The city's growth amid infrastructure concerns once again took center stage to a packed City Hall Monday as the Hendersonville Regional Planning Commission denied a developer's request to rezone property on the Indian Lake peninsula in order to build more houses than allowed by the current zoning.
The request could still be considered by the city's Board of Mayor and Aldermen.
Home builder D.R. Horton, who has a contract to purchase 35 acres of former farmland known as the Batey Farm at the corner of Indian Lake Road and East Drive, had requested a SR-1 PD designation rather than the current zoning of SR-1. Currently the builder could construct between 80 to 90 homes on the property with a minimum lot size of 12,500 square feet each.
The SR-1 PD zoning would allow more homes at a density of three homes per acre with a minimum lot size of 7,500-square-feet.
D.R. Horton requested to build 105 homes with lot sizes running between 7,800 and 13,000 square-feet.
The new zoning would also require more open space (25 percent in this case) as well as more design restrictions on the developer, according to Senior City Planner Keith Free.
The trade-offs weren't enough to convince area neighbors nor planning commission members, however, that the proposed plan would be a good fit for the area and wouldn't cause more traffic and infrastructure problems.
"We understand you are obligated by law to consider [this proposal], but the builder has the burden to prove the plan is complementary to the peninsula," said Bay View Drive resident Daniel Olivas. Olivas said he had a petition of more than 300 signatures urging the commission to deny the proposal.
Several residents along East Drive, including resident Greg Price, told planning commission members he and his neighbors already experience recurrent flooding issues in the area, and that the proposed development would only make matters worse.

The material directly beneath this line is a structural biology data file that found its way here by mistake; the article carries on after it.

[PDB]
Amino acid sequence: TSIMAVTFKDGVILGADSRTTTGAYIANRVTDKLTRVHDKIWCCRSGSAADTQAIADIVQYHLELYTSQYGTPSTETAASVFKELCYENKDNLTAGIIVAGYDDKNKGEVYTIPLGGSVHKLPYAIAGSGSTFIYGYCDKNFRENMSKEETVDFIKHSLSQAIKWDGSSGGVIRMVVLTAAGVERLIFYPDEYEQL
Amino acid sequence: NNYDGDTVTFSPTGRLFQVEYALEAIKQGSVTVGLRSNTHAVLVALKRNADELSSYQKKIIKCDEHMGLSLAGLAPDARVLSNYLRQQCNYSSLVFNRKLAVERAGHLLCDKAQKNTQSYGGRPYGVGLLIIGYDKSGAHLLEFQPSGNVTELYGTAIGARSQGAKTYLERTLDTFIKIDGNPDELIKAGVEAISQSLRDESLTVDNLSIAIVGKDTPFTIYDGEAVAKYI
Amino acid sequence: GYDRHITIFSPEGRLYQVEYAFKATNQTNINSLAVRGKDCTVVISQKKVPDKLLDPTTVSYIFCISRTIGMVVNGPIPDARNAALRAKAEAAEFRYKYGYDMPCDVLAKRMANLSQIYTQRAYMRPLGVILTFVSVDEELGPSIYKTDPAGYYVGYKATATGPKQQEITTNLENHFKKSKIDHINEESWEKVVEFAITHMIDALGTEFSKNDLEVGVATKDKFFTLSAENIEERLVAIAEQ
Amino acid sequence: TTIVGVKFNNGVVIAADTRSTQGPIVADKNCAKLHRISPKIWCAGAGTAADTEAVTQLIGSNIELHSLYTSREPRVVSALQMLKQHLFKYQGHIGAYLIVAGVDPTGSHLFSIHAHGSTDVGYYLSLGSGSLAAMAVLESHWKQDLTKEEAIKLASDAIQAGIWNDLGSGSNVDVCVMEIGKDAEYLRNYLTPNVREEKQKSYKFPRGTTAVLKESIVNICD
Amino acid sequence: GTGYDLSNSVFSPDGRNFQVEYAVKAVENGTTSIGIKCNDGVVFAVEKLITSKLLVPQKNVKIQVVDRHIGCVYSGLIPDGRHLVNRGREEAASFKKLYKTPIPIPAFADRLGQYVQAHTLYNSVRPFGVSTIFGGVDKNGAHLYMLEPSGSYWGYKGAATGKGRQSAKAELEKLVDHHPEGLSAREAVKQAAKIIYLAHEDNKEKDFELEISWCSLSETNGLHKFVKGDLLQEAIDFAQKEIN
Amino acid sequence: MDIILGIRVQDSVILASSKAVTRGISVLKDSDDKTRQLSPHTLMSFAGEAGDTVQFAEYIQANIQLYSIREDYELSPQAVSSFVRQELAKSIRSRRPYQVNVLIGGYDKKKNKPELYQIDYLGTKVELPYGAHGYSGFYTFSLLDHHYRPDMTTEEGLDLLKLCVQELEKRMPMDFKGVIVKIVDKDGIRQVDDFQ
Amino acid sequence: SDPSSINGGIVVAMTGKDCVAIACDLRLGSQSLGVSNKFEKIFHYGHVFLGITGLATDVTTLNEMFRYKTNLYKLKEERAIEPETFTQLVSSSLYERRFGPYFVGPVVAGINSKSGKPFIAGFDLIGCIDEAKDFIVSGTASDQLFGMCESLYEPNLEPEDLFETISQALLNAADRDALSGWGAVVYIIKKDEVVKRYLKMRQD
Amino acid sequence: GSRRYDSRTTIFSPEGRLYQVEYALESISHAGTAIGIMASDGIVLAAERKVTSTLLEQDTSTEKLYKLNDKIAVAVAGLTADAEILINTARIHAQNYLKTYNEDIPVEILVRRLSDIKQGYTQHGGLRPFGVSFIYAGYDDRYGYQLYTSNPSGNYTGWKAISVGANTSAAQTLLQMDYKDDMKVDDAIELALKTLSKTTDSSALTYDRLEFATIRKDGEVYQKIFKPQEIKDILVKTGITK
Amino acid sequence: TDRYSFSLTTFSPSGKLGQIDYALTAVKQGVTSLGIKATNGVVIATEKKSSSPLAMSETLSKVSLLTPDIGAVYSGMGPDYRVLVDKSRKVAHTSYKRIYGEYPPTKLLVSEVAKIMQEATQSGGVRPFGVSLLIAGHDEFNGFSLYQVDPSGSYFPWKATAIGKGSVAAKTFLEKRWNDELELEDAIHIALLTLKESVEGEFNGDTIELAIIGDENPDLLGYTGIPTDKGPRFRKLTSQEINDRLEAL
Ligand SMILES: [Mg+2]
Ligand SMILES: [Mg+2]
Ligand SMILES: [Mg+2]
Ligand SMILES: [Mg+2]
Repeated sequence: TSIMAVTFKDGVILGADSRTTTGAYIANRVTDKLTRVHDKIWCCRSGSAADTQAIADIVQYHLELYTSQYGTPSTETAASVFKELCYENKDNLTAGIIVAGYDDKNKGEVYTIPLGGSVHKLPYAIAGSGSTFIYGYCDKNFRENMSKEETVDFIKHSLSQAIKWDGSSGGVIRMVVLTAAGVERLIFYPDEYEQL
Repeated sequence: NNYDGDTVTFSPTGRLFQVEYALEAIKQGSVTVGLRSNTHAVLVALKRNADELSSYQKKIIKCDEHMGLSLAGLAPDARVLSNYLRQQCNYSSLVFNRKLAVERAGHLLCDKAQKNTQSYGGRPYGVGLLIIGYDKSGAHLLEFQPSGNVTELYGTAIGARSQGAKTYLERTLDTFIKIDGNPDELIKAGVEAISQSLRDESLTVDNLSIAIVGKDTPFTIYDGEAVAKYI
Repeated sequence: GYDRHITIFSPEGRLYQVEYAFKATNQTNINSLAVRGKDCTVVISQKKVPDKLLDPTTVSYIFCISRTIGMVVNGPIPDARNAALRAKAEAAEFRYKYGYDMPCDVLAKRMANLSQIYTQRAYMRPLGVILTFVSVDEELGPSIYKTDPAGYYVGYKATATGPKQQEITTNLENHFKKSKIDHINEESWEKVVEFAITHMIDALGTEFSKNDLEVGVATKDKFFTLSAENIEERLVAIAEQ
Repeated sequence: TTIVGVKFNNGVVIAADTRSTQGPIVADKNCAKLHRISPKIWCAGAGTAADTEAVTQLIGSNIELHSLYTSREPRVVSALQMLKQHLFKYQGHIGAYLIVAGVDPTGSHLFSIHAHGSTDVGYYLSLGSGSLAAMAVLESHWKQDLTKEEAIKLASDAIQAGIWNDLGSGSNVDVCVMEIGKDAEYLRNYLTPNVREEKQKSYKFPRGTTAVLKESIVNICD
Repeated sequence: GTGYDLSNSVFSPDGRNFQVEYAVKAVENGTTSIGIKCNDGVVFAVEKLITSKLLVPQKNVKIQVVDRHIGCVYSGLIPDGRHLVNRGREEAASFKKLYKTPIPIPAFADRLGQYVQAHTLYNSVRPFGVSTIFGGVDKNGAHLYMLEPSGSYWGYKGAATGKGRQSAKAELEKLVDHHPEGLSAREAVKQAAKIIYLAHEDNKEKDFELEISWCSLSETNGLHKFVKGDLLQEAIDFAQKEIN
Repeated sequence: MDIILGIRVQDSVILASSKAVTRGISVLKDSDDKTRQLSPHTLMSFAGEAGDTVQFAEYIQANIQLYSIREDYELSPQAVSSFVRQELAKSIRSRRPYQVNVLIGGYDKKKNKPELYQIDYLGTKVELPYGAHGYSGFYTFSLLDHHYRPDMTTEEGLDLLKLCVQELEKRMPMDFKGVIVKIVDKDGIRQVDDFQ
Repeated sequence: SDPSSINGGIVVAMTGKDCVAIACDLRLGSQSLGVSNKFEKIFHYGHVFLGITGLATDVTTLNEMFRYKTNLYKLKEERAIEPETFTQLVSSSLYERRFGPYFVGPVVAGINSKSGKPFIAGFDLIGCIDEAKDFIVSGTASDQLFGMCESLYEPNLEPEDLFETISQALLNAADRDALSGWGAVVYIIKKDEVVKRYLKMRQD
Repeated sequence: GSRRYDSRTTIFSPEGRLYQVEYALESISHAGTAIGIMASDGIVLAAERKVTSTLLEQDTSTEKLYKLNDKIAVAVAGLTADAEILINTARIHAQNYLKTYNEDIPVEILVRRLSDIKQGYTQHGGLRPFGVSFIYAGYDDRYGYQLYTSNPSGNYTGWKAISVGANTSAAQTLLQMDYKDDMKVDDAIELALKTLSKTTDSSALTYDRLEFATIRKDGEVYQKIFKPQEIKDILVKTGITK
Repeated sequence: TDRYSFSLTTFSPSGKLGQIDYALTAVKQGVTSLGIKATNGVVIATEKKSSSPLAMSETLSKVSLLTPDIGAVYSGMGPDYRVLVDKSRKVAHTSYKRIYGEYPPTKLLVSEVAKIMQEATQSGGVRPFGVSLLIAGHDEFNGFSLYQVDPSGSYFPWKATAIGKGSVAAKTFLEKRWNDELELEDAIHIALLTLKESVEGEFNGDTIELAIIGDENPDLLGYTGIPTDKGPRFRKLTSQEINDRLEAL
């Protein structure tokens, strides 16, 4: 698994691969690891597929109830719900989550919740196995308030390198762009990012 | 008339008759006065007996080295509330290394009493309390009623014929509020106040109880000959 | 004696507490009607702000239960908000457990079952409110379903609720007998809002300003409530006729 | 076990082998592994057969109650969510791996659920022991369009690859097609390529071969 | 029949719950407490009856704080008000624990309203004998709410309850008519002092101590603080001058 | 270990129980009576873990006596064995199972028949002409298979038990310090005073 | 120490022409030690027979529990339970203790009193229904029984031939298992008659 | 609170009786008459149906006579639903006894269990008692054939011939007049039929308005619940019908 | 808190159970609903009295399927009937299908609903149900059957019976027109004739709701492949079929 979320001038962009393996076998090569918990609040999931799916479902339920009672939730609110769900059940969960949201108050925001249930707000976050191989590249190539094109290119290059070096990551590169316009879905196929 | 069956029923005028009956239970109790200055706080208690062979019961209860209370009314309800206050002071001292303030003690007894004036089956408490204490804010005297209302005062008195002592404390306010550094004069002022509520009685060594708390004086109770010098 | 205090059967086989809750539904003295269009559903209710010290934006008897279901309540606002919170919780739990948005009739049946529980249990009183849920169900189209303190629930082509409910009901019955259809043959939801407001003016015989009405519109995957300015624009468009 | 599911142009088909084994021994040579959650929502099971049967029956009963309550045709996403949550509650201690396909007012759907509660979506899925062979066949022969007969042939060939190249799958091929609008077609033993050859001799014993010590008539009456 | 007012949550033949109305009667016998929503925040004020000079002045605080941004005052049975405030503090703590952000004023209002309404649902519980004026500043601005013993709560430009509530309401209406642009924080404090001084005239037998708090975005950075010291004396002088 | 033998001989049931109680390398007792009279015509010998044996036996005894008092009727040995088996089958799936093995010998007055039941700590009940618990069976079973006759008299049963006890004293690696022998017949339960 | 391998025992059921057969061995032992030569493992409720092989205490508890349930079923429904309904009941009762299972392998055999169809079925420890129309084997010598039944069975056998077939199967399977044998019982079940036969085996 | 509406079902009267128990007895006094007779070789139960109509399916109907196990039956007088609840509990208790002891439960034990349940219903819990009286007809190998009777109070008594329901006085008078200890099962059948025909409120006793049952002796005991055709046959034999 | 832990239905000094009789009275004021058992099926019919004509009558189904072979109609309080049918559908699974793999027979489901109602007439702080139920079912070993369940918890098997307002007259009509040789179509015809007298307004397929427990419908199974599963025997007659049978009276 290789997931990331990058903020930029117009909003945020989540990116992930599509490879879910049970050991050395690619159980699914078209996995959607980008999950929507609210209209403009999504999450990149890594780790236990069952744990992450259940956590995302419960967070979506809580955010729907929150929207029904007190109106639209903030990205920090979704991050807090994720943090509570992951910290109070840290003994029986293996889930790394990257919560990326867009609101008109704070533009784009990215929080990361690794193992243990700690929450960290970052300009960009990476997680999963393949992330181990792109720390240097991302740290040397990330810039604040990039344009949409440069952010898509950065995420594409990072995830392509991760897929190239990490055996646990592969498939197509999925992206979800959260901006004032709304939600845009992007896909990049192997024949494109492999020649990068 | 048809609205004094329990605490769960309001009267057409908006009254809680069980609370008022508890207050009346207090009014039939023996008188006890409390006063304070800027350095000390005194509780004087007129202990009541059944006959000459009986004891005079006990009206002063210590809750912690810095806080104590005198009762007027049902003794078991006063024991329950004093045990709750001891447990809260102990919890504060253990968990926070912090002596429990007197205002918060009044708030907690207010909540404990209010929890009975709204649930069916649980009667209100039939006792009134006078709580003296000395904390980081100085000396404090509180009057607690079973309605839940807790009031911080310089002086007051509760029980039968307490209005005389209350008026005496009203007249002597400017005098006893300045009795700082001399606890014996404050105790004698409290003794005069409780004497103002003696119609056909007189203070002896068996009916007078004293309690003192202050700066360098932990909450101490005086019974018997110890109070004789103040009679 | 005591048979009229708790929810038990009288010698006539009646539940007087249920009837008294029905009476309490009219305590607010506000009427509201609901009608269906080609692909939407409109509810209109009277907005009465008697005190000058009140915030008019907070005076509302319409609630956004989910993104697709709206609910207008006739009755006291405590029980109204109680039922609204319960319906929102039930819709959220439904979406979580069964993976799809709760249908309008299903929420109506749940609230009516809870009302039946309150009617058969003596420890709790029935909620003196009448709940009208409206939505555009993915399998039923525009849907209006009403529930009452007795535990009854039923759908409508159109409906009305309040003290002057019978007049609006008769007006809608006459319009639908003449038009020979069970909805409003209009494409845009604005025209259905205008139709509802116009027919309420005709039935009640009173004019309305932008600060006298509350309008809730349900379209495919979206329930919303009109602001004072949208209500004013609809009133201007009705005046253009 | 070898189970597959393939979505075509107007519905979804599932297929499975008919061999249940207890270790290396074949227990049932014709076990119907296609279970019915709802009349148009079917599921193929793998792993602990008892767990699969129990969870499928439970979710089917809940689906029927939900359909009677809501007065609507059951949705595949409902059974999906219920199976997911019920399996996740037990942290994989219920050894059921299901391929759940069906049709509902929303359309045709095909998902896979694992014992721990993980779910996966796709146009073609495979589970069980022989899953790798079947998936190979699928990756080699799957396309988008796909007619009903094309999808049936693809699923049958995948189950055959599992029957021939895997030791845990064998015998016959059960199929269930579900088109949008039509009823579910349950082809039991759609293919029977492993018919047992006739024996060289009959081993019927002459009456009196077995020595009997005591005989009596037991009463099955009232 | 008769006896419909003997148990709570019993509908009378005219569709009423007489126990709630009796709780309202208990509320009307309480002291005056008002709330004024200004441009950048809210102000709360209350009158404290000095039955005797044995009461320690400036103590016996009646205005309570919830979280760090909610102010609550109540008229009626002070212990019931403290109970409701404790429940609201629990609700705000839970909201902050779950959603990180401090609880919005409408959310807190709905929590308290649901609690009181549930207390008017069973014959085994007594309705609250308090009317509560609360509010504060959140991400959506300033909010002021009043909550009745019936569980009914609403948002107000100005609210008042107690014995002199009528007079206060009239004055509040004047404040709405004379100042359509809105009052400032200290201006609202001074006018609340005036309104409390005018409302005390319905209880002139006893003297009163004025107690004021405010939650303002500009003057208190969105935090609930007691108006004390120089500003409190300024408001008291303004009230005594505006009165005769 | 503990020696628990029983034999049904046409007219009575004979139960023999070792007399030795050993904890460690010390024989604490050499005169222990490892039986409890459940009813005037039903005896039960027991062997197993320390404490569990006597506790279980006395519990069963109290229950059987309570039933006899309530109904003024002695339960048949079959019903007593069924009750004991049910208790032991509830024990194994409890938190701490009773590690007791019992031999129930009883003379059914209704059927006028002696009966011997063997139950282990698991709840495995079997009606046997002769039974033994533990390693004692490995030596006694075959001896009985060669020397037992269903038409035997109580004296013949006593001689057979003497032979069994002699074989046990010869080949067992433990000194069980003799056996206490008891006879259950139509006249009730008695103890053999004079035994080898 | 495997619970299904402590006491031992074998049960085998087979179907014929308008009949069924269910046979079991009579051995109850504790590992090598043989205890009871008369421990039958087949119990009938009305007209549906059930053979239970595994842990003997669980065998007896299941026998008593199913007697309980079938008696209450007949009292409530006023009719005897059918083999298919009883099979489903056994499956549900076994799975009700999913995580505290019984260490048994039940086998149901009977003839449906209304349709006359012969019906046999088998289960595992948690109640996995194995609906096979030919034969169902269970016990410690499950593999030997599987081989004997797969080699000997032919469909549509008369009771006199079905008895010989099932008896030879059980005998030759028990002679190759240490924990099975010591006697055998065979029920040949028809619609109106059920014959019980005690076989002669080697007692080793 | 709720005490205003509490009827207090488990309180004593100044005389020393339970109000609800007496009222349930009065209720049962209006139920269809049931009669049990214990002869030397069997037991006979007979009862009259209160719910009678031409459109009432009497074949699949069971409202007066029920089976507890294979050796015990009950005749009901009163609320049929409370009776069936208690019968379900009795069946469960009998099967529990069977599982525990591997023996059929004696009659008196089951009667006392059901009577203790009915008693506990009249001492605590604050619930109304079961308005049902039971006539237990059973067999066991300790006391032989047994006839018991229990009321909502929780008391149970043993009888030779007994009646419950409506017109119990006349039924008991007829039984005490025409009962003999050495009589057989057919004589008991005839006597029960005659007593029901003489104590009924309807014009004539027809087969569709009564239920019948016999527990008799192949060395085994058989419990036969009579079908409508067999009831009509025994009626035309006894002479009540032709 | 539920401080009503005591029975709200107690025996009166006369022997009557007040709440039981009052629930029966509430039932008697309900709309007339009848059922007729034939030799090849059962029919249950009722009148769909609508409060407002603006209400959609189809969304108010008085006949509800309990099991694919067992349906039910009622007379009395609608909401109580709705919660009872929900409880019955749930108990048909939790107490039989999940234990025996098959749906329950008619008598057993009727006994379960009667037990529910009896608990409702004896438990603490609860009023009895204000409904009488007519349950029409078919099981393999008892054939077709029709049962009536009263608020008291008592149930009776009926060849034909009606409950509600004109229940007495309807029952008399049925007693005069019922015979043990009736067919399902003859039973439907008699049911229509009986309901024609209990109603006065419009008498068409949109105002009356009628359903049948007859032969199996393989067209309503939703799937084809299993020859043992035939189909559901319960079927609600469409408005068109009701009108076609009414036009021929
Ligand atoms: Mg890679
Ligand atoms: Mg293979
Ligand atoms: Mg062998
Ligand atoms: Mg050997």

"We have a real water problem here," he said. "There's also a problem with sink holes in the area."
- R. Horton representative Steve Hohulin of Gresham Smith and Partners, said the development will address drainage concerns in the area, citing a retention pond in the southwest corner of the proposed development.
He also pointed to three parks as well as a multi-use walking trail, sidewalks and street landscaping as amenities within the development. Homes would average in size from 2,000 to 3,300-square-feet and in price from $350,000 to $400,000, according to Hohulin.
Any development of this property would require an extension of Berry Hill Drive to East Drive per the city's Land Use and Transportation Plan.
Former Alderman and Planning Commission member Don Ames, who lives in the area, told commissioners the road should be designed before a development is approved. City planning staff acknowledged they have yet to contact a land owner whose property would need to be acquired in order to complete the road through the development.
"We don't know what the cost will be," said Ames. "That needs to be decided. Does the city have the money for that expense? It's important to have all of these questions answered before we agree to up-zone [this property]."
In all more than a dozen residents spoke in opposition to the plan - something that has become almost routine this year at planning commission meetings in which large residential developments have been proposed.
The trend wasn't lost on many planning commission members.
"I don't think there is any mistaking what the temperament is in this room is," said planning commission member Bryant Millsaps. "I'm going to cut to the chase. I have seen no compelling reason that would justify us negating three years' work on our zoning ordinance [to approve this].
"We are hearing more and more from our citizens wondering about ... how much more of the chaos can we endure," added Millsaps, who recommended the proposal be denied.
Commissioner Charles Lea expressed concern about the city's lack of revenue needed for its share of infrastructure for both this development as well as others. He hinted at the possibility of the city implementing an impact fee for developers.
"We would not be doing our due diligence if we continue to approve [these projects] until we have some of these things in place," said Lea.
Two members, Mark Bristol and Frank Pinson, recused themselves from the vote citing business interests with the applicant. Commissioners voted unanimously to deny the project.
The developer may still present its rezoning request to the city's Board of Mayor and Aldermen. It would first have to appear before the city's General Committee that meets next on Aug. 8.